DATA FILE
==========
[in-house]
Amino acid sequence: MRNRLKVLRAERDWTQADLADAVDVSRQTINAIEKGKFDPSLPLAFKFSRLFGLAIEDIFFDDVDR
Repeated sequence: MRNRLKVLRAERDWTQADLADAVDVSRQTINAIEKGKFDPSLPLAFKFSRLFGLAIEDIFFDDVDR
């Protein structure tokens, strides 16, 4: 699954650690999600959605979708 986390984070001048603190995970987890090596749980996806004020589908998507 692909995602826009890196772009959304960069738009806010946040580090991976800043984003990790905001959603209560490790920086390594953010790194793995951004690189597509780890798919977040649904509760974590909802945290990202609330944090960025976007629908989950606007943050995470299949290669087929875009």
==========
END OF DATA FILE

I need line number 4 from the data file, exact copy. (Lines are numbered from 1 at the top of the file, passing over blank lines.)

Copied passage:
């Protein structure tokens, strides 16, 4: 699954650690999600959605979708 986390984070001048603190995970987890090596749980996806004020589908998507 692909995602826009890196772009959304960069738009806010946040580090991976800043984003990790905001959603209560490790920086390594953010790194793995951004690189597509780890798919977040649904509760974590909802945290990202609330944090960025976007629908989950606007943050995470299949290669087929875009």